took the debt out in trade


Take out
2. : to take as an equivalent in another form
took the debt out in trade

What does in trade mean here?
Thank you.
  • Packard

    Senior Member
    USA, English
    "Payment in kind" is used the same way to mean the same thing. But "in kind" is an adjective modifying "payment".

    The word "out" confuses matters. But I would say it probably is an adjective anyway.

    He took the debt [out] in trade.

    "Out" is not required in the sentence and I think if you left "out" out, it would seem more like an adjective phrase.
    In my opinion, yes, it's an adverbial phrase. You settle a debt *by paying to whomever you owe, money* (adverbial descriptor). OR it's "taken in trade" (taken how? 'how' requires adverb); you 'give' him [agree that he will take it, see below] your car. These are ways of settling, ways of 'taking'.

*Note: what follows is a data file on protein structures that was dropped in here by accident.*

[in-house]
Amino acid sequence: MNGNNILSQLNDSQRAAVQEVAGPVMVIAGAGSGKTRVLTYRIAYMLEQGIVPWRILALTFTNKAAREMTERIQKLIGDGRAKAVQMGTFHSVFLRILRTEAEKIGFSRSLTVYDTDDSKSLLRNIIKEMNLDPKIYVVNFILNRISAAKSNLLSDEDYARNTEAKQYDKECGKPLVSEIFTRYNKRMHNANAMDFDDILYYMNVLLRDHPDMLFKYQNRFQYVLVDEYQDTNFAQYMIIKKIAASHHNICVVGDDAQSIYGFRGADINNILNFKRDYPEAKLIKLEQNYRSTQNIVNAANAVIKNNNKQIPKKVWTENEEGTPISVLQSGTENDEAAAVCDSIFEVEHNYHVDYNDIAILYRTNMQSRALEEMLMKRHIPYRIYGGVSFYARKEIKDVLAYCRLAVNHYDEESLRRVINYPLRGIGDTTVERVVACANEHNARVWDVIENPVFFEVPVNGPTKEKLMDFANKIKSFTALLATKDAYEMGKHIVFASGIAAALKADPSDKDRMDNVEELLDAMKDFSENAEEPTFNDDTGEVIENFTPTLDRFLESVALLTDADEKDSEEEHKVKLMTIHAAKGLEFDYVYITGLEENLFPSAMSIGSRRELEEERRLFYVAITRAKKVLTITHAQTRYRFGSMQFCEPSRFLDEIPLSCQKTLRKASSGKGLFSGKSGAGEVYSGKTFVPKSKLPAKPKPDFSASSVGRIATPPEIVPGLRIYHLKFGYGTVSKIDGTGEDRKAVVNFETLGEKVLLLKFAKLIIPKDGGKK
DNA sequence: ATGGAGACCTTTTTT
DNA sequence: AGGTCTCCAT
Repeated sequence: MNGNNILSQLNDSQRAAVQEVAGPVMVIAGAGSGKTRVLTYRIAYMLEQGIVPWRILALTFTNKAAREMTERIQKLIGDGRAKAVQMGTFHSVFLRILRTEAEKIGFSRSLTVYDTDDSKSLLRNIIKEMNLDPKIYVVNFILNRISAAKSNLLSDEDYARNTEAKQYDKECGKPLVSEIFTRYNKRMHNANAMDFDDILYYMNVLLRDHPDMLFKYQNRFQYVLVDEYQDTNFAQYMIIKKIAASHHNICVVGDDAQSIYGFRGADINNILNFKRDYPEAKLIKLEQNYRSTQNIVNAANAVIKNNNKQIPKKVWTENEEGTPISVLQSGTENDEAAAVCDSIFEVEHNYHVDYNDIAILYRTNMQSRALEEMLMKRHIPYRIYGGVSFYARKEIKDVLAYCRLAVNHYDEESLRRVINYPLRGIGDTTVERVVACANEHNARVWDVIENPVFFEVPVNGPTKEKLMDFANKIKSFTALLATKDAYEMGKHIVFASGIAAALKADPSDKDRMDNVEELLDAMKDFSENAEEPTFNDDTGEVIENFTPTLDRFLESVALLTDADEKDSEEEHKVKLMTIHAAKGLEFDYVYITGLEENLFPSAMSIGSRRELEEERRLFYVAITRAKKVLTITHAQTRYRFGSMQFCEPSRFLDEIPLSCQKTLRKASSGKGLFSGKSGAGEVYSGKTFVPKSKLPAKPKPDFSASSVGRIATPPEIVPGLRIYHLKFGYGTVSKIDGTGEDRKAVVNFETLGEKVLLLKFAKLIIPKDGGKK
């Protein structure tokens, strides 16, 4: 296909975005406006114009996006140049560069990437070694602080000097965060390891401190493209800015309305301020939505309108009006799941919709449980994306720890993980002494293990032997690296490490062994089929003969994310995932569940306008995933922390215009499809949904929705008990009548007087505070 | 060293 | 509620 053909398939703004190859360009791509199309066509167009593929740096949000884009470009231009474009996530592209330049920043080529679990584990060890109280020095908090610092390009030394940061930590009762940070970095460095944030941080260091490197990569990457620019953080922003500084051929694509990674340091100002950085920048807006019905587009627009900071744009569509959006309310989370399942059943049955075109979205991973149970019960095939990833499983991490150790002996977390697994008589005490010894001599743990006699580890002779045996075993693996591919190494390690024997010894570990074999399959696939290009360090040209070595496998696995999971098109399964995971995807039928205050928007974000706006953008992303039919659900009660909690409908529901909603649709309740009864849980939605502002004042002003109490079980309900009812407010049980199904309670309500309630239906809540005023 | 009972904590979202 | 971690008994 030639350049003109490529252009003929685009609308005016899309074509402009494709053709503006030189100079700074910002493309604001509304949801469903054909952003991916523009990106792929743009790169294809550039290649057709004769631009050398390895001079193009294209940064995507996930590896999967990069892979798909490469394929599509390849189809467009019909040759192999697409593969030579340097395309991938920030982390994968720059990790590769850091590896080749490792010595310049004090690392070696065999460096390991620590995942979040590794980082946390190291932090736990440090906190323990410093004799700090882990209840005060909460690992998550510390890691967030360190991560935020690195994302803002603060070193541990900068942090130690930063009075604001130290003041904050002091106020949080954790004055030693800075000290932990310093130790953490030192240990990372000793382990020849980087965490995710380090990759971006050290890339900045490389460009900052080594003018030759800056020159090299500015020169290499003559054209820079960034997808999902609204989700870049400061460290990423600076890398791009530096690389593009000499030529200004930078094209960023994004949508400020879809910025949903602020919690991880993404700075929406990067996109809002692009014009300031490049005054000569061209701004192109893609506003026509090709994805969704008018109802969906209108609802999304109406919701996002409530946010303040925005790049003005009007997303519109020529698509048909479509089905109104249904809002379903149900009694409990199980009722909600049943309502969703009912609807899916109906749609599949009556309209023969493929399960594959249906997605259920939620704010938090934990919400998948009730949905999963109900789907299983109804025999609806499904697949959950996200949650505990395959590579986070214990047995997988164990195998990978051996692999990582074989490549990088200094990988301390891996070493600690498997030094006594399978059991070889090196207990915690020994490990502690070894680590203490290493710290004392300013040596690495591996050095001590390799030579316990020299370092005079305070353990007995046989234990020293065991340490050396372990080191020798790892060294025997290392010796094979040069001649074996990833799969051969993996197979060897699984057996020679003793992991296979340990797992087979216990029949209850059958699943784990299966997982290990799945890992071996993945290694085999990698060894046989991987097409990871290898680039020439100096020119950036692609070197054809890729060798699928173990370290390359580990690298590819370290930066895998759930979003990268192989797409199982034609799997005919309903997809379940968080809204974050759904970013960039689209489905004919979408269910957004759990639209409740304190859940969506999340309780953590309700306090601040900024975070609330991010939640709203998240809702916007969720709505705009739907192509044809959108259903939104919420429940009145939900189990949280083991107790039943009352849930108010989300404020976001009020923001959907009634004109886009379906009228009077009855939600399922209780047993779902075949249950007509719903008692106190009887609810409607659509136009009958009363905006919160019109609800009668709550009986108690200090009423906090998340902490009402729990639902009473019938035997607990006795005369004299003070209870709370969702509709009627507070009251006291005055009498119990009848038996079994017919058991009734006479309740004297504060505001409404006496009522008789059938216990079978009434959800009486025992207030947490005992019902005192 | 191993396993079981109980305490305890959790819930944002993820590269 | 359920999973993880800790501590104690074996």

ADDED: I should clarify that the original phrase was about "taking in trade." This is something done by the person holding the debt. In my example above, the person owed takes the debtor's car in trade (I don't mean to say it's forced or coerced or unfair, however). It's a way of settling that might be congenial to both.
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